On March 24, 2020, the federal Department of Labor (“DOL”) published a Frequently Asked Questions (“FAQ”) document providing guidance relating to the Families First Coronavirus Response Act (“FFCRA”), which provides for both emergency paid sick leave and emergency family and medical leave in response to the COVID emergency. The DOL will also be implementing FFCRA regulations in the near future. This Alert summarizes the key points of the DOL’s March 24 Guidance.
Importantly, the DOL’s Guidance does not address any of the employer tax benefits of the FFCRA, including the payroll tax credits that are provided for in the law.
Effective Date. The FFCRA is effective on April 1, 2020 and applies to leave taken between April 1, 2020, and December 31, 2020.
The 500-Employee Threshold. The FFCRA applies only to businesses with fewer than 500 employees, and to most public entity employers. In making this calculation, the DOL states that employers should use the following guidelines:
- A corporation is typically considered to be a separate employer, even where one corporation has an ownership interest in another corporation. However, if two corporations are found to be either a joint employer under the FLSA, or an integrated employer under the FMLA, then the common employees must be counted towards the 500 employee threshold.
- Employees on a leave of absence are included in the count.
- Temporary employees jointly employed with another company are included in the count.
- Day laborers supplied by a temporary agency are included in the count if there is a continuing employment relationship.
- Independent contractors are excluded from the count.
Business Jeopardy Exemption. The FFCRA states that businesses with fewer than 50 employees may qualify for an exemption if complying with the law would jeopardize the viability of the business as a going concern. The “business jeopardy” exemption must be granted by the DOL on a case-by-case basis. The DOL has not yet determined the criteria that it will use to implement this exemption. For now, the DOL requests that an employer seeking the exemption should “document” the reasons for the exemption. The DOL requests that employers not send it any materials when seeking an exemption.
Employee Eligibility. Eligible employees include any employees employed by the employer for at least 30 calendar days before the date the leave begins. Any time spent as a temporary employee is included in this calculation.
Calculating Paid Sick Leave Hours for Part-Timers. Part-time employees must be provided with two-weeks of paid sick leave based on the number of hours the employee was scheduled to work during the leave. For part-timers who work a variable schedule, the employer should use a six-month average of hours work to determine the employee’s average daily hours worked.
Sick Leave Granted Before April 1, 2020. An employer cannot deny an eligible employee a qualifying leave after April 1, 2020 (the effective date of the FFCRA), simply because the employer granted an employee sick leave before April 1, even if the earlier leave was related to COVID-19. The FFCRA creates an entirely new leave right that is effective on April 1, 2020.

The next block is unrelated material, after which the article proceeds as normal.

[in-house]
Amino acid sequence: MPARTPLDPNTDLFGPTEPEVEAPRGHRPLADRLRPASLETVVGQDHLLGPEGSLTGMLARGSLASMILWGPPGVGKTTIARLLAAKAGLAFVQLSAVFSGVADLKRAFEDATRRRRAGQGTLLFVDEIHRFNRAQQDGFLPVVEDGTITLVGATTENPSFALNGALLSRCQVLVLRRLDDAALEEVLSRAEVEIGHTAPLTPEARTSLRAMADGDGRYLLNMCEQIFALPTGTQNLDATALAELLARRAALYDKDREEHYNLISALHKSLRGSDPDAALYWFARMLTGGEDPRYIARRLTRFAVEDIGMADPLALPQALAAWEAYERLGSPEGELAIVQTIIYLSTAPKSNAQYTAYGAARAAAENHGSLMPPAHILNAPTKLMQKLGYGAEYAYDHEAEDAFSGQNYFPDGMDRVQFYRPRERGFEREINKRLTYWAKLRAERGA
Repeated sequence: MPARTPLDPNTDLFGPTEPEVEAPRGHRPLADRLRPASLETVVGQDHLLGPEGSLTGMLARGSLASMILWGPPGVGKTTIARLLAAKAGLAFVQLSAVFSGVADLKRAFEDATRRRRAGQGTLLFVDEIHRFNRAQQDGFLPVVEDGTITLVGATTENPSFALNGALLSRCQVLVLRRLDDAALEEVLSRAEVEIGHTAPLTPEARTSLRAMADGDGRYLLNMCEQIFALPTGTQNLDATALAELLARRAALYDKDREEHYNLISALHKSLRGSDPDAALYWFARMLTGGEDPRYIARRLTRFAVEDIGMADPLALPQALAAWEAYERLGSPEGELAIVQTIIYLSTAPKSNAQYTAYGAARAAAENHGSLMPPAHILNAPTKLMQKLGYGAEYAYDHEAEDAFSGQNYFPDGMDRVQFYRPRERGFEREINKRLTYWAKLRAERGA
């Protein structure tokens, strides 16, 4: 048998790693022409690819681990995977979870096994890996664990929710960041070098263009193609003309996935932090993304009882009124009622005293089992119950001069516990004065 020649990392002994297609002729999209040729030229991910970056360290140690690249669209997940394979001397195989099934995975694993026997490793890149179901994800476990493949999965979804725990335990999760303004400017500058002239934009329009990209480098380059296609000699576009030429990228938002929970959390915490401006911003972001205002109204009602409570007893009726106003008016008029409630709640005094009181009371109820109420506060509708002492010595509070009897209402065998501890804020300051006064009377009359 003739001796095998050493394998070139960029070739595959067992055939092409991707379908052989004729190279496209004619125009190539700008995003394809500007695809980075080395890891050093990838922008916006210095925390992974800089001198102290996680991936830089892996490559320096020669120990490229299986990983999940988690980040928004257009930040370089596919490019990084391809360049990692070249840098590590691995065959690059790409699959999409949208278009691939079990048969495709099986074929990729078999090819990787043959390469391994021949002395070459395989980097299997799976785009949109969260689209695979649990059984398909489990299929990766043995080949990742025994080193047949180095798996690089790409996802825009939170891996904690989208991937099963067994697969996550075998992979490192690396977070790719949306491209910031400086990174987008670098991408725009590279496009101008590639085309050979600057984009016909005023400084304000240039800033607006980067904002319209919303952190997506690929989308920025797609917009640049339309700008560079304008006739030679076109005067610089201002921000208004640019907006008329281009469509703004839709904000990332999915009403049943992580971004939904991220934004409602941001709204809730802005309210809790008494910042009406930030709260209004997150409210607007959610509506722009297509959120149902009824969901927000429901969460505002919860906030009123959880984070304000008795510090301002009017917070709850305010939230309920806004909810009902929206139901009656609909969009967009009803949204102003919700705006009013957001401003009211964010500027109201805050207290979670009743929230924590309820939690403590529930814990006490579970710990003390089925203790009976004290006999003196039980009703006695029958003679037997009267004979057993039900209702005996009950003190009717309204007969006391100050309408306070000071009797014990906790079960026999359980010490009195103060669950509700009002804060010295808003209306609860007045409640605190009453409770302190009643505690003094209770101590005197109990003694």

Considering Overtime Hours. Overtime hours must be included when determining the pay due to employees under the FFCRA. However, the Emergency Paid Sick Leave Act only requires paid sick leave up to 80 hours over a two-week period. Thus, for example, if an employee was scheduled to work 50 hours, the employee would be entitled to 50 hours of paid sick leave for that week. But, in the second week, that same employee would only be eligible for 30 hours of paid sick leave (up to a total of 80 hours). Further, the Guidance confirms that employers do not need to pay any premium pay for overtime hours as either paid sick leave or paid family and medical leave.
Hourly Rate for Paid Sick Leave. The pay rate required for emergency paid sick leave is keyed to the higher of the following amounts: (1) the employee’s regular rate of pay; (2) the federal minimum wage; or (3) the applicable state or local minimum wage. However, the actual hourly rate to be paid depends on the specific qualifying reason for the leave, and is subject to both daily and aggregate caps depending on the reason for the leave.
FFCRA Regular Rate. The FFCRA regular rate is the employee’s average regular rate for the six-month period before the start of the leave. The regular rate includes commissions, tips, and piece rates.
Only 80 Hours of Paid Sick Leave. An employee can only take 80 hours of paid sick leave, even if the employee experiences multiple qualifying reasons.
30-day non-enforcement period. The announced 30-day non-enforcement period runs from March 18 to April 18. Under this policy, the DOL will not bring an enforcement action against any employer for violations of the FFCRA so long as the employer has acted reasonably and in good faith to comply with the Act. The DOL will instead focus on compliance assistance during the 30-day period.
We will continue to provide updates on this important new law as guidance becomes available. In the meantime, should you have any questions about the FFCRA and its relevance to your business, please contact us.
This AALRR publication is intended for informational purposes only and should not be relied upon in reaching a conclusion in a particular area of law. Applicability of the legal principles discussed may differ substantially in individual situations. Receipt of this or any other AALRR presentation/publication does not create an attorney-client relationship. The Firm is not responsible for inadvertent errors that may occur in the publishing process.
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